Sequencing detected a rare oncogenic fusion that was undetectable using RT-PCR or FISH. The fusion involved the RARA gene, involved in other fusion events in AML, and for which drugs exist that are successful at treating those cancer subtypes. So while the initial clinical evidence suggested the patient had a poor prognosis and required a stem cell transplant, whole-genome sequencing revealed that the patient could actually be treated with available drugs and had a much better prognosis, Ley said.
Since the sequencing, the patient has started the therapy and is responding well.
The sequencing also enabled the team to create a new diagnostic for AML. "It gives us a scientific basis for how this [fusion] occurs and suggests that we need to look for it in other patients," Ley said.
Because the fusion was so small, commercially available probes used in diagnostics were not able to detect it, but Ley and his team have since created new probes that can detect the fusion.
The study also highlights the need for regulatory guidance. The Wash U team has in place a "moveable firewall," which maintains patient privacy, but if a medically relevant finding is found, that result can be returned to the patient's physician.
The team also validates all of its findings by creating a custom array for target capture and doing deep digital sequencing either on Roche's 454 platform or the Illumina platform. However, in order to return results to a patient they have to be validated on a CLIA-certified test, and the sequencing at Wash U is not done in a CLIA-certified lab.
In this case, the patient's RNA was severely degraded, making a confirmatory test on RT-PCR difficult, although ultimately successful, said Ley.
"We were lucky this time, but going forward we have to have a different tack," Ley said. Had the team not been able to confirm the results in a CLIA-certified manner, it is unclear whether they would have been allowed to return the results to the patient.
For the specific patient, "it's a moot question," he said, but, "can we do this routinely? No. Not until we get the sequencing into a certified setting."
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In the second study, the researchers sequenced the tumor of a patient who had developed AML as a result of chemotherapy. When she was 37 years old, she had developed breast cancer, and at 39 was diagnosed with ovarian cancer. Despite being treated with surgery and chemotherapy, the cancer returned at age 42. She was treated with chemotherapy again, and sixth months later presented with AML. Because of the early age of onset, her physicians suspected that she had inherited a cancer susceptibility gene, but she had no family history of cancer and testing the most common cancer susceptibility genes yielded negative results.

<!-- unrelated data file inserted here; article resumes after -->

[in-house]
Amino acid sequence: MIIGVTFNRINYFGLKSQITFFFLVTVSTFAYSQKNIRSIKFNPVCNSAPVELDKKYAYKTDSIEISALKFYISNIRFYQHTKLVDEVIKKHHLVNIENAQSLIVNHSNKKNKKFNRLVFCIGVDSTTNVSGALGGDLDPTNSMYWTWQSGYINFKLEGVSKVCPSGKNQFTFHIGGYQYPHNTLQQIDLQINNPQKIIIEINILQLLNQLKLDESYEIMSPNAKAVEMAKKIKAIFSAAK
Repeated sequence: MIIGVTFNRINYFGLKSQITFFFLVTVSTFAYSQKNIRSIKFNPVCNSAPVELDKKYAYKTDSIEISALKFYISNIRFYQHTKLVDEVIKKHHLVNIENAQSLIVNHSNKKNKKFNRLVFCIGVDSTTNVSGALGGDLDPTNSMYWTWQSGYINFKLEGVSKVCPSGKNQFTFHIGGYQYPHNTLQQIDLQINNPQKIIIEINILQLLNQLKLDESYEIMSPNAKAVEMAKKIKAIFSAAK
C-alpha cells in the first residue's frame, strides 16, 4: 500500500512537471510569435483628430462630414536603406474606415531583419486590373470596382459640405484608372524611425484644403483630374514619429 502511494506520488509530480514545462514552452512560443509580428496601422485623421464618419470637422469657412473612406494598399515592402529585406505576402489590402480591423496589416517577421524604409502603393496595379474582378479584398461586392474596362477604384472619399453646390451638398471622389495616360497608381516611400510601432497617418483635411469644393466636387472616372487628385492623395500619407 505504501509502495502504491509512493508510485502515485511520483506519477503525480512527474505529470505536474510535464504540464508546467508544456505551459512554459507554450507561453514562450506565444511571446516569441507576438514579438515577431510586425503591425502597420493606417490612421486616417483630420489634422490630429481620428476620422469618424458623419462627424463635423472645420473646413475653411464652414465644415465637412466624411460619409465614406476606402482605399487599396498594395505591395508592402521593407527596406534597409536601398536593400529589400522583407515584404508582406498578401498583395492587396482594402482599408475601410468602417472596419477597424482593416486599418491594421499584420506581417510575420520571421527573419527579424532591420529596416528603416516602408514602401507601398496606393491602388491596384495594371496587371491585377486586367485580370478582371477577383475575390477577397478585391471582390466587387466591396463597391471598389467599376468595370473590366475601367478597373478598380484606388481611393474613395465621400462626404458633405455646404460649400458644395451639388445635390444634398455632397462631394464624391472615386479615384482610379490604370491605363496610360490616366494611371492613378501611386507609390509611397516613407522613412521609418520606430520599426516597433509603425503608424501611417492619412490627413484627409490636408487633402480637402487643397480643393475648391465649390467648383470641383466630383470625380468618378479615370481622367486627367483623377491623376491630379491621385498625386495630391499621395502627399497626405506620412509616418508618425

When the Wash U team sequenced her genome, they discovered a deletion on TP53, a known tumor-suppressor gene. The deletion was homozygous in the leukemic DNA, and heterozygous in the patient's matched normal DNA. They then examined blood from the patient's mother and found only wild-type copies of TP53, determining that the patient's mutation was de novo.
Because the mutation is associated with a high risk of early onset cancer, the finding has immediate implications for the patient's children, who may have inherited the mutated gene.
"We were not expecting to find a familial predisposition gene for cancer," said Ley. But, whole-genome sequencing "is agnostic. So whether you're thinking about it or not, you get the result."
Again, because of the "moveable firewall" the team has in place, they were able to inform the patient's physician, who then contacted the family. A genetic counselor is also involved in explaining results to the patients as part of Wash U's protocol, said Ley.